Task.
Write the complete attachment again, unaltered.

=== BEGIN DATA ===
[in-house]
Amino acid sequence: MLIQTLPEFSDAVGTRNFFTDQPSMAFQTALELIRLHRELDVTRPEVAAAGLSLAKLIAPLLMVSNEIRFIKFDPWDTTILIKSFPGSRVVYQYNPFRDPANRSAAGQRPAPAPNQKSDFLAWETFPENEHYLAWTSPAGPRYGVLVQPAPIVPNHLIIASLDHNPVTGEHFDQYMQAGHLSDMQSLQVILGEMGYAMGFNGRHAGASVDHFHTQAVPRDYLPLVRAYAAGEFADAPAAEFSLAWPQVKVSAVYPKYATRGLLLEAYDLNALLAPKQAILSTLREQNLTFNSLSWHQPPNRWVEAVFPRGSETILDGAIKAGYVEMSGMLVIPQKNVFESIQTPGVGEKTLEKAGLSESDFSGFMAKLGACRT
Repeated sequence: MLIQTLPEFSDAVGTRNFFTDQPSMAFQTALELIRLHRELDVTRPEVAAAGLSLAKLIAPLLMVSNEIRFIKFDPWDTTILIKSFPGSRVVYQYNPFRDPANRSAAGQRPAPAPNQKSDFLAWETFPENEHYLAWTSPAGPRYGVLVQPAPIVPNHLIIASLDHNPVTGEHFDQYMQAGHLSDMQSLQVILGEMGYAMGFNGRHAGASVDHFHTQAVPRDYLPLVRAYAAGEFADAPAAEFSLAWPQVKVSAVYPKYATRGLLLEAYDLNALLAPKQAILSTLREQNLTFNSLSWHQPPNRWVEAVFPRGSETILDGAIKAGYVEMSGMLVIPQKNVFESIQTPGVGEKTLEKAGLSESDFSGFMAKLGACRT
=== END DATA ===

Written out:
[in-house]
Amino acid sequence: MLIQTLPEFSDAVGTRNFFTDQPSMAFQTALELIRLHRELDVTRPEVAAAGLSLAKLIAPLLMVSNEIRFIKFDPWDTTILIKSFPGSRVVYQYNPFRDPANRSAAGQRPAPAPNQKSDFLAWETFPENEHYLAWTSPAGPRYGVLVQPAPIVPNHLIIASLDHNPVTGEHFDQYMQAGHLSDMQSLQVILGEMGYAMGFNGRHAGASVDHFHTQAVPRDYLPLVRAYAAGEFADAPAAEFSLAWPQVKVSAVYPKYATRGLLLEAYDLNALLAPKQAILSTLREQNLTFNSLSWHQPPNRWVEAVFPRGSETILDGAIKAGYVEMSGMLVIPQKNVFESIQTPGVGEKTLEKAGLSESDFSGFMAKLGACRT
Repeated sequence: MLIQTLPEFSDAVGTRNFFTDQPSMAFQTALELIRLHRELDVTRPEVAAAGLSLAKLIAPLLMVSNEIRFIKFDPWDTTILIKSFPGSRVVYQYNPFRDPANRSAAGQRPAPAPNQKSDFLAWETFPENEHYLAWTSPAGPRYGVLVQPAPIVPNHLIIASLDHNPVTGEHFDQYMQAGHLSDMQSLQVILGEMGYAMGFNGRHAGASVDHFHTQAVPRDYLPLVRAYAAGEFADAPAAEFSLAWPQVKVSAVYPKYATRGLLLEAYDLNALLAPKQAILSTLREQNLTFNSLSWHQPPNRWVEAVFPRGSETILDGAIKAGYVEMSGMLVIPQKNVFESIQTPGVGEKTLEKAGLSESDFSGFMAKLGACRT